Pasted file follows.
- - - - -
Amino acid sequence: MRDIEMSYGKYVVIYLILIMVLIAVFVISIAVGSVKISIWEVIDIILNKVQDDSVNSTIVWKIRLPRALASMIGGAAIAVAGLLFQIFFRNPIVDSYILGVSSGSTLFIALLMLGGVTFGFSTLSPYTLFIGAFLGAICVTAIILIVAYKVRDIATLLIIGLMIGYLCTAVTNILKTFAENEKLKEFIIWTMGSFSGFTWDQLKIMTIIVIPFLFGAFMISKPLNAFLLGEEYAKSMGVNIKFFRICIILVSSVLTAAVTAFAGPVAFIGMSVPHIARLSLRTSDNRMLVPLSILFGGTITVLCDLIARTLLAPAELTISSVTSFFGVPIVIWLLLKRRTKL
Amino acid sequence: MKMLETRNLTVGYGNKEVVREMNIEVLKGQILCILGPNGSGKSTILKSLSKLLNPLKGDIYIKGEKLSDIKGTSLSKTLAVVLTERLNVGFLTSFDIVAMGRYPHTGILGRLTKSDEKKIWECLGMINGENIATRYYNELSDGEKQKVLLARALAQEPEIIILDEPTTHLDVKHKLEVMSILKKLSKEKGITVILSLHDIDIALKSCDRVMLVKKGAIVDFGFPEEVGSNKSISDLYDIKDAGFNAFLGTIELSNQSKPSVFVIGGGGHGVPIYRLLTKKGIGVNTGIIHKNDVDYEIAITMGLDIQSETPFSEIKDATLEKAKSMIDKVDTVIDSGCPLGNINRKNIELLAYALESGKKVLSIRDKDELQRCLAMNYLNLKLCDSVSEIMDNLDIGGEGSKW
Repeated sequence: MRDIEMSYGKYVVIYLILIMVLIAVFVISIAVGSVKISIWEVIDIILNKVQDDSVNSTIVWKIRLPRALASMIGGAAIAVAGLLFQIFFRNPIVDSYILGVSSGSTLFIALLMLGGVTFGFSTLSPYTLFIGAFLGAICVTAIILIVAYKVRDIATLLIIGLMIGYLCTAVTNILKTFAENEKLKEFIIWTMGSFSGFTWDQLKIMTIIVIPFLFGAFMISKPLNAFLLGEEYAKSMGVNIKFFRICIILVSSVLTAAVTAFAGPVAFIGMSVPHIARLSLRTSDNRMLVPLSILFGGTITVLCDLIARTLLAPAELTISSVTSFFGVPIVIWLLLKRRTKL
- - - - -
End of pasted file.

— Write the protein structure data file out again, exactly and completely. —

Amino acid sequence: MRDIEMSYGKYVVIYLILIMVLIAVFVISIAVGSVKISIWEVIDIILNKVQDDSVNSTIVWKIRLPRALASMIGGAAIAVAGLLFQIFFRNPIVDSYILGVSSGSTLFIALLMLGGVTFGFSTLSPYTLFIGAFLGAICVTAIILIVAYKVRDIATLLIIGLMIGYLCTAVTNILKTFAENEKLKEFIIWTMGSFSGFTWDQLKIMTIIVIPFLFGAFMISKPLNAFLLGEEYAKSMGVNIKFFRICIILVSSVLTAAVTAFAGPVAFIGMSVPHIARLSLRTSDNRMLVPLSILFGGTITVLCDLIARTLLAPAELTISSVTSFFGVPIVIWLLLKRRTKL
Amino acid sequence: MKMLETRNLTVGYGNKEVVREMNIEVLKGQILCILGPNGSGKSTILKSLSKLLNPLKGDIYIKGEKLSDIKGTSLSKTLAVVLTERLNVGFLTSFDIVAMGRYPHTGILGRLTKSDEKKIWECLGMINGENIATRYYNELSDGEKQKVLLARALAQEPEIIILDEPTTHLDVKHKLEVMSILKKLSKEKGITVILSLHDIDIALKSCDRVMLVKKGAIVDFGFPEEVGSNKSISDLYDIKDAGFNAFLGTIELSNQSKPSVFVIGGGGHGVPIYRLLTKKGIGVNTGIIHKNDVDYEIAITMGLDIQSETPFSEIKDATLEKAKSMIDKVDTVIDSGCPLGNINRKNIELLAYALESGKKVLSIRDKDELQRCLAMNYLNLKLCDSVSEIMDNLDIGGEGSKW
Repeated sequence: MRDIEMSYGKYVVIYLILIMVLIAVFVISIAVGSVKISIWEVIDIILNKVQDDSVNSTIVWKIRLPRALASMIGGAAIAVAGLLFQIFFRNPIVDSYILGVSSGSTLFIALLMLGGVTFGFSTLSPYTLFIGAFLGAICVTAIILIVAYKVRDIATLLIIGLMIGYLCTAVTNILKTFAENEKLKEFIIWTMGSFSGFTWDQLKIMTIIVIPFLFGAFMISKPLNAFLLGEEYAKSMGVNIKFFRICIILVSSVLTAAVTAFAGPVAFIGMSVPHIARLSLRTSDNRMLVPLSILFGGTITVLCDLIARTLLAPAELTISSVTSFFGVPIVIWLLLKRRTKL